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Duchess of Basset Hound

by robert rowe 7 months ago in dog
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Coming Unleashed

A boy and his dog.

The year was 1974. The boy in the plaid pants is me and that is my first dog named Duchess. This picture was probably taken weeks before the storm that took out the doghouse behind us which was built by my father. Unfortunately for Duchess she was in said doghouse when the willow tree fell on it causing her to break her leg. It was a quick moving electrical storm and before I could bring Duchess inside our large willow tree was struck by lightning and fell onto her house which I'm sure she believed would protect her. I managed to get her out and inside and then to the veterinarian, with the help of my dad, but you could tell she was pretty shaken up. I was only six years old at the time and Duchess was almost twice my age at eleven. That's 77 in dog years. The trauma she experienced did not change the relationship between a boy and his dog, but it did change Duchess. We continued playing with tennis balls although she was much slower now after recovery and she was getting significantly older. The size of the willow tree was daunting, and Duchess was very lucky to escape with just a broken rear leg and I was very grateful to still have my childhood friend.

Things only changed when storms would hit in our hometown of Mogadore Ohio. Duchess would be right back in her doghouse during that storm even though she was safe inside the house. She would run around as best she could and would be so caught in that memory that uncontrollable urinating and shaking would overtake her and she would whine nonstop. The subconscious traps animals in their trauma and they relive their PTSD moment as if it just happened. They do not have a thinking mind to rationalize and or realize that they are not reliving that moment and that they are actually quite safe. The anxiety and helplessness are real and ever-present and all I could do for Duchess was to hold her until the storm would pass. Most storms I was able to be there for Duchess although my mother and sister would also help with storm duty. July fourth was also a trying day as well as New Year's Eve because fireworks mimicked lightning and thunder which sent her into her tailspin. I didn't mind cleaning up after Duchess and holding her really did help for the most part, until she caught glimpses of large close lightning strikes. It was almost like she had Alzheimer's forgetting everything but that willow tree crashing down on her, and then when the storm ended the trauma would recede into the recesses of her subconscious.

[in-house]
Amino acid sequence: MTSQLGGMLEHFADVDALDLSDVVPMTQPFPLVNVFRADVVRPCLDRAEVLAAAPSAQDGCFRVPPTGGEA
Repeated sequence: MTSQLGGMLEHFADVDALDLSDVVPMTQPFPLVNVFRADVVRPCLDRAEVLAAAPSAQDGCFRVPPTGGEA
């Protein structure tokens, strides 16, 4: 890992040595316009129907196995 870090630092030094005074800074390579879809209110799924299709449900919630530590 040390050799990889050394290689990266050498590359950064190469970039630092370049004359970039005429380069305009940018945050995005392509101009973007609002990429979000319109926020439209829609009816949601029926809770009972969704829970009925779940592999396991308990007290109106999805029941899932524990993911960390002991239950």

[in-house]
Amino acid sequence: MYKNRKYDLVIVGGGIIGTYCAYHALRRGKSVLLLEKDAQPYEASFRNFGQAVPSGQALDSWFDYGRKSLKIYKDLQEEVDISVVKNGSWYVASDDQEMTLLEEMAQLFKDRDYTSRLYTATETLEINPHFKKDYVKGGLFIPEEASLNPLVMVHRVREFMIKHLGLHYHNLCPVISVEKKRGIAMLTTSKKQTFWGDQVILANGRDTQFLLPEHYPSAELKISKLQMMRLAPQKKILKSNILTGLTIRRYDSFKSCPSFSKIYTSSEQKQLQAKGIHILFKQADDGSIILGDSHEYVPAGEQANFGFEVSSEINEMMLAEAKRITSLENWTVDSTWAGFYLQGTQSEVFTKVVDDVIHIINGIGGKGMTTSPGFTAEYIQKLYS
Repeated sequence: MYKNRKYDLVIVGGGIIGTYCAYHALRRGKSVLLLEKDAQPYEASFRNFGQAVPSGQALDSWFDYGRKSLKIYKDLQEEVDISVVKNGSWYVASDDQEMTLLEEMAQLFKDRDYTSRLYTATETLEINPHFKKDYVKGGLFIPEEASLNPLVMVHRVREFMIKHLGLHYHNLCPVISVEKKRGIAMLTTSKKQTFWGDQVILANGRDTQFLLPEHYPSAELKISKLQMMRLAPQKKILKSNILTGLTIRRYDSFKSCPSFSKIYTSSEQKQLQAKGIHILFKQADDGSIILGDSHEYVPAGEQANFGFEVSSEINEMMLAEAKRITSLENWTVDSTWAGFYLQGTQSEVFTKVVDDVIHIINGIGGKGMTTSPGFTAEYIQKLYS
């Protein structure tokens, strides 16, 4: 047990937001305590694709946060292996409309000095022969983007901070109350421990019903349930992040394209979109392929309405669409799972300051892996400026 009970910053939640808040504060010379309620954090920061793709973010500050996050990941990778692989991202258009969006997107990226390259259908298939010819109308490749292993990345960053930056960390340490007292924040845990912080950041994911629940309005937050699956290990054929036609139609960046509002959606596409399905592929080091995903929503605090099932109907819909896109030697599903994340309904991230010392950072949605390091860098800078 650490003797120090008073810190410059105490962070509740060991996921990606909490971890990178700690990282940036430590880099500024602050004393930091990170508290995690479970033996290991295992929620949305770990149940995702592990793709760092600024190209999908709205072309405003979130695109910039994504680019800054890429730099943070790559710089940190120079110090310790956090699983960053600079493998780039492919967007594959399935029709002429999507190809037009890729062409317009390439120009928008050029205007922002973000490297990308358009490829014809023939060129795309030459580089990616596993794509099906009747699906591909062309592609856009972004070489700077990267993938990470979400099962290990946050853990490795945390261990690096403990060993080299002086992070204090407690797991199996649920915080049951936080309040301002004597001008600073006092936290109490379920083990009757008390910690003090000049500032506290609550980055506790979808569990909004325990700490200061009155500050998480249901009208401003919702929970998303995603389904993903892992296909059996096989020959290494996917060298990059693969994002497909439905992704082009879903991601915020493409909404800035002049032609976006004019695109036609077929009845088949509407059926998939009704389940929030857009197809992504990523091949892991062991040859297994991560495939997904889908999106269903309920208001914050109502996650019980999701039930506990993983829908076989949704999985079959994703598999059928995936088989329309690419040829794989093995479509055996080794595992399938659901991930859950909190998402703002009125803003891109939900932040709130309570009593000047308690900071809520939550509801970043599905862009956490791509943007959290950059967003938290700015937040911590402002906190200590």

One of my first memories is with Duchess when she gave birth to a litter of 10 little basset hounds. I don't remember much because I was only four, but the extreme size of the ears on those little puppies has stayed in my memory. I couldn't find the picture, but we had them all piled on top of each other in a red radio flyer wagon for a litter photo before we gave them all away to good homes.

About a year after the lightning incident, we were back at the vet office for eye surgery for Duchess. She had a tumor and needed surgery to remove it and I of course insisted on being by her side. Unbelievably the vet agreed to allow me in the operating room, where he popped Duchess' eye out of the socket laid it on her nose and cleaned it up and removed the growth as I just sat and watched. It was the same doctor who helped patch up her leg, so he knew we were always a team and regular rules didn't apply to this kid and his dog. We were inseparable. I didn't conceive of fear or the possibility of something going wrong; I was just a kid spending time with his dog. And oddly enough I don't recall being shocked by the surgery in any way. Thinking and using my cognitive mind wasn't really a strong point at such a youthful age so my love overrode all worry and fear for my dog. I often wish that was an accessible state in adulthood. (Insert emoji here!) Most memories I have of that time of my life are of smiling and laughing with family. I was too young to define how I felt about a situation, so I never saw it as good or bad I just filed it away as a loving memory or a not loving memory. Limiting beliefs and trauma and PTSD would have to wait till after 8 years old to start accumulating in my subconscious, and I am very grateful for that childhood respite. I truly know how lucky I was to have a simple care-free childhood. I believe in a lot of things. One fun thing I believe is all dogs, and kids under 7 have a secret power to love unconditionally with no memory: just love, no fear: just love, no judgement: just love.

I was just 8 years old when Duchess died, and I didn't get to say goodbye because my parents didn't think it would be a great last memory for an eight-year-old. I believe they were right. That was the first time in my young life I felt true loss. One of the few times parents know best. I haven't thought about Duchess in quite some time. I am 54 years young now and both my parents are gone as well as all four of my grandparents. Time and life keep going but when I'm in my best state of mind I revert to my seven-year-old self, and I think of all my family. What do I think of? Two words and nothing else. Just Love. In the end it's all that matters. Thank you, Duchess.

dog

About the author

robert rowe

Starting again...anything is possible in my imagination......stay tuned

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